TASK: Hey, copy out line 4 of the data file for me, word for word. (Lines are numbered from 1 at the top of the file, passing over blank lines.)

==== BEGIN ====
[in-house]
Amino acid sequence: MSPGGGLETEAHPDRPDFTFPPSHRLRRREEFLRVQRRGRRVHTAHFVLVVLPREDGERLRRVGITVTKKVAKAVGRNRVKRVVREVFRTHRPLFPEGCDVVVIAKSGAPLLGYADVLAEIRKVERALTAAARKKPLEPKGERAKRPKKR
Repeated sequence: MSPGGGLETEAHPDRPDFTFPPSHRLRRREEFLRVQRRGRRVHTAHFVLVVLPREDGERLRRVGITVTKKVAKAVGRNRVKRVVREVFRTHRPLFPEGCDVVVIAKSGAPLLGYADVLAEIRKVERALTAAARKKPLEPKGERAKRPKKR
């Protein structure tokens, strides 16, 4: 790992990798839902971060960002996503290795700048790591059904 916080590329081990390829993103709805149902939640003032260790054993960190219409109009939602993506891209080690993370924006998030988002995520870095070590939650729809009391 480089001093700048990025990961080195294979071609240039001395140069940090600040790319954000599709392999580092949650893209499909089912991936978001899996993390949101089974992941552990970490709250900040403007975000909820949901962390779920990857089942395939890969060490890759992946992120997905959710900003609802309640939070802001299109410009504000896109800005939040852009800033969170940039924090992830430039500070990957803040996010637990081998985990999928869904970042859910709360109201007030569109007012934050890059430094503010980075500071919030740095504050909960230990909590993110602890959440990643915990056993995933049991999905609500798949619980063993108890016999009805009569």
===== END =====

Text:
């Protein structure tokens, strides 16, 4: 790992990798839902971060960002996503290795700048790591059904 916080590329081990390829993103709805149902939640003032260790054993960190219409109009939602993506891209080690993370924006998030988002995520870095070590939650729809009391 480089001093700048990025990961080195294979071609240039001395140069940090600040790319954000599709392999580092949650893209499909089912991936978001899996993390949101089974992941552990970490709250900040403007975000909820949901962390779920990857089942395939890969060490890759992946992120997905959710900003609802309640939070802001299109410009504000896109800005939040852009800033969170940039924090992830430039500070990957803040996010637990081998985990999928869904970042859910709360109201007030569109007012934050890059430094503010980075500071919030740095504050909960230990909590993110602890959440990643915990056993995933049991999905609500798949619980063993108890016999009805009569």